Nobody likes waiting. It is something we all try to avoid and it is surely one of the principal reasons developers hate testing. Whether it's writing scripts to automate unit tests, or waiting for QA clearance, testing holds back releases and the opportunity to build fun new things. In some organizations, this delay has led to a genuine dislike and distrust of the people and teams that cause the waiting…the testers.
Continuous testing brings developers and testers closer together with process and technologies that result in better products that ultimately make end users wait less. Eliminating end-user wait is the most important goal of all for developers.
Continuous Integration (CI), as Kohsuke Kawaguchi, the architect of the most popular CI server, Jenkins, once told me, is fundamentally about continuous, complete, automated testing. Much of the development world considers running unit tests and other code build tasks as the primary role of CI. However, as the lines between traditional QA and development continue to blur, the types of tests that CI runs have become more sophisticated, extending now to load testing and to functional testing of mobile apps on real devices. In this article, I examine how these latter forms of testing can be done with CI and how a model of continuous testing enables compression of the software development pipeline.
Performance Testing: Pursuing the End of "Wait"
Running performance testing early (that is, as soon as code is relatively stable) is a novel concept to many. However, development managers are beginning to realize the value of having developers run small load tests as early as possible. These component-level load tests can identify scalability issues and help developers tune front-end performance, isolate memory leaks, and eliminate simple performance killers early in the development cycle. Additionally, when these tests are launched with CI and run as part of automated regression testing, development managers can begin tracking performance trends very early a cutting-edge advantage that IT organizations are only beginning to appreciate.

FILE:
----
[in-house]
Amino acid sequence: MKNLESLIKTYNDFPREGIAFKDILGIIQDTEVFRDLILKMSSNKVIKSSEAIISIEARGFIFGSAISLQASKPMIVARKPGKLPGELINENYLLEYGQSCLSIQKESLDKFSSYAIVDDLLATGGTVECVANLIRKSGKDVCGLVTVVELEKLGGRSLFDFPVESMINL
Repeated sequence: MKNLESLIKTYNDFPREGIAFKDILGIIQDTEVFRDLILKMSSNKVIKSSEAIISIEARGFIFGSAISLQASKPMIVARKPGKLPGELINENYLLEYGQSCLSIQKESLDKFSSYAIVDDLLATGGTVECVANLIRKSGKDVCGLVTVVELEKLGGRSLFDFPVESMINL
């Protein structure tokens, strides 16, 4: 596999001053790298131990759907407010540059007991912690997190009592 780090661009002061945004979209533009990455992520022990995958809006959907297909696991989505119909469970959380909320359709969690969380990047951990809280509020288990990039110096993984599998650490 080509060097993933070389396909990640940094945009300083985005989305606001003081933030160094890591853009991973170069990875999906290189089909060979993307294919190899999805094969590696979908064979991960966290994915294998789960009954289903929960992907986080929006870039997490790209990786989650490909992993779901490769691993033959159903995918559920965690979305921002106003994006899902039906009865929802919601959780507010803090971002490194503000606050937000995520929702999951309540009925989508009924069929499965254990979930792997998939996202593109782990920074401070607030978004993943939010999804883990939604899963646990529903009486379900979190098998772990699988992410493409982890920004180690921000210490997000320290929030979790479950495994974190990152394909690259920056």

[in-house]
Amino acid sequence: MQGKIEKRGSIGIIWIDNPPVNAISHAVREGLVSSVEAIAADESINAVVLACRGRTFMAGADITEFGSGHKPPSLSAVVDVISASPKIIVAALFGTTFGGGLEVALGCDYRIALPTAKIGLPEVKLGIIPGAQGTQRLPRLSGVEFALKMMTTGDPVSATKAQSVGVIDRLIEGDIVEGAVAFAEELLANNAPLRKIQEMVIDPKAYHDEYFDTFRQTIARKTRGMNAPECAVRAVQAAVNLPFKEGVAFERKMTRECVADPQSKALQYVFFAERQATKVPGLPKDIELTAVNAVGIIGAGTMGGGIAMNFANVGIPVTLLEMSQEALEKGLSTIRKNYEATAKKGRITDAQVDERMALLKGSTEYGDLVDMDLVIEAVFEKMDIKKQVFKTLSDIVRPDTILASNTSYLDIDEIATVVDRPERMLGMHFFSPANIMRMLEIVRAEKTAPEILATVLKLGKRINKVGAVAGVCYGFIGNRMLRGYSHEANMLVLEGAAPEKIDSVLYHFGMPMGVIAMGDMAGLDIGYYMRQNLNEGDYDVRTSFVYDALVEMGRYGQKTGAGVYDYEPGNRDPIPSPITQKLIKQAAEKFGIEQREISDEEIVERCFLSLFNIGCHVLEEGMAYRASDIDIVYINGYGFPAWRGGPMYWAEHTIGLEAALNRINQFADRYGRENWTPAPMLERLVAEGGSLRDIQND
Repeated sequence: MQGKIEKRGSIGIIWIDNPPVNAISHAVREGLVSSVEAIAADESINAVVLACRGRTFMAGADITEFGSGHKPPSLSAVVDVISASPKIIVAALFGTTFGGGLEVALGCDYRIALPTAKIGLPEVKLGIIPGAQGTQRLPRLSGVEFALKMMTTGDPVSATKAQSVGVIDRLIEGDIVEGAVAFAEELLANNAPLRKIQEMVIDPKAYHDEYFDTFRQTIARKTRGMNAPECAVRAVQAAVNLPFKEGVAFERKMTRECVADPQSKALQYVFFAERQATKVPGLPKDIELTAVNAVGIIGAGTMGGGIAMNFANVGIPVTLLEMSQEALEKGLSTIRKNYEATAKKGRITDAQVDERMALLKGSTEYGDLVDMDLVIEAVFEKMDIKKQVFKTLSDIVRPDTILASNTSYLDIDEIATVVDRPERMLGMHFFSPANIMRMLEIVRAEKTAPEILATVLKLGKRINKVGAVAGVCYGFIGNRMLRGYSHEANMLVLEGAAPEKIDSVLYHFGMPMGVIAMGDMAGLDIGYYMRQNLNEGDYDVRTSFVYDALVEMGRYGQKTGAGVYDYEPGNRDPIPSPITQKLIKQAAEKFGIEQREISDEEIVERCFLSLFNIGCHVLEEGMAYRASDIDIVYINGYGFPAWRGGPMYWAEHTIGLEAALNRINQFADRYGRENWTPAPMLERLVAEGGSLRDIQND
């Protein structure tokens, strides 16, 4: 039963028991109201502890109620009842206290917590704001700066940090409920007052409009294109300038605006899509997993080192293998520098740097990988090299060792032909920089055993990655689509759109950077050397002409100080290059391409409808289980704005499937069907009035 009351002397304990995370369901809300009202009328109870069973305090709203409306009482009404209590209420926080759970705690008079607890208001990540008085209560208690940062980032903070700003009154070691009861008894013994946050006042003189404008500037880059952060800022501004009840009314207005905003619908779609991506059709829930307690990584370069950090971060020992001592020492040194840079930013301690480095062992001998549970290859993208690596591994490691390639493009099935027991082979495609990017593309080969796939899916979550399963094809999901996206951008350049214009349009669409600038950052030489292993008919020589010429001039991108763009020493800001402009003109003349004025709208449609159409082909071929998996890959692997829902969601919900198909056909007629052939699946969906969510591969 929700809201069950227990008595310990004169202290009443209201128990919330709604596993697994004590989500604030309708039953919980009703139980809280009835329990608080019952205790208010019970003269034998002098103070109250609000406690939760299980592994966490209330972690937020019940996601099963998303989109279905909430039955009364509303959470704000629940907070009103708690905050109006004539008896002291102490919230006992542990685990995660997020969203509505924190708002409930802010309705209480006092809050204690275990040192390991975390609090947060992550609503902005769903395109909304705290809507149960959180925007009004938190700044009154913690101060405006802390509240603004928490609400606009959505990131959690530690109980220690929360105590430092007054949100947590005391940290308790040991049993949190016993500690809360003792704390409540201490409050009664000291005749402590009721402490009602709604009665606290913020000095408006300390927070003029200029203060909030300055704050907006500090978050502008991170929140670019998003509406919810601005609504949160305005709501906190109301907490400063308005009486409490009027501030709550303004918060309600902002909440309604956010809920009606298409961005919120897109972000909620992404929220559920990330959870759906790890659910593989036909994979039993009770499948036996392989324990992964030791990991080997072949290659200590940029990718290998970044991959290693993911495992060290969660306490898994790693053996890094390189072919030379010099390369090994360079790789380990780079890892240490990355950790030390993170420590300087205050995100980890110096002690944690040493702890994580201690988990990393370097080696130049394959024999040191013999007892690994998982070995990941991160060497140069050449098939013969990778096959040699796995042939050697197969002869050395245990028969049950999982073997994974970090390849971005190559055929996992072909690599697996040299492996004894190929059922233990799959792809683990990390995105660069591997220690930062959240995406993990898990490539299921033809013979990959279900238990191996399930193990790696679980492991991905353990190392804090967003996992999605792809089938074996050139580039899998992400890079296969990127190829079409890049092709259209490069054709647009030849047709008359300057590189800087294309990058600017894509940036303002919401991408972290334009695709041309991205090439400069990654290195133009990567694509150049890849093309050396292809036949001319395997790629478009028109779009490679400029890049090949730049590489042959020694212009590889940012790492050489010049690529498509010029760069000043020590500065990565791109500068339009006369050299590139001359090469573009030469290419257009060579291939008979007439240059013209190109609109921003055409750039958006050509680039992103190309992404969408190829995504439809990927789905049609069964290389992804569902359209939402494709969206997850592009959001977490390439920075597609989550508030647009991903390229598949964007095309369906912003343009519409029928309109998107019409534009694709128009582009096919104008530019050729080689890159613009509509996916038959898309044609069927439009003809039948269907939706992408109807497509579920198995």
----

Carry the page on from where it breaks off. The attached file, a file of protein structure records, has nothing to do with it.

Figure 1 shows the results of performance tests when automated as part of a Jenkins-driven build.
Figure 1: Performance trending in Jenkins.
In pursuing the benefits of early automation of performance testing, you might encounter these obstacles:
- Getting developers to care, and write more tests: Performance testing has traditionally been an elite art, and it still is. To get it done right, developers will want to engage performance engineering experts on your team, or work with a third party, to choose a suitable load testing tool and help define simple, effective load tests. The by-product of this effort is that much of the low-level testing that consumes performance experts will now be covered earlier by tests run by developers. This frees up performance experts to run more complex, end-to-end performance engineering and production tuning.
- Setting up a test system to handle load: Most early-stage development takes place on a developer's desktop. At this phase, performance tests should be small and limited. But as soon as builds can be run on a larger system, a team member should be assigned to assure the same configuration and scale of system is provided for the entire team. Big or small, the system should be consistent in order to provide a good baseline for tests. The cloud is a great choice for test systems. In fact, more and more companies are defining a task in their CI system to provision a test environment in a cloud, run a set of automated load tests, report the results, and then tear down the test environment.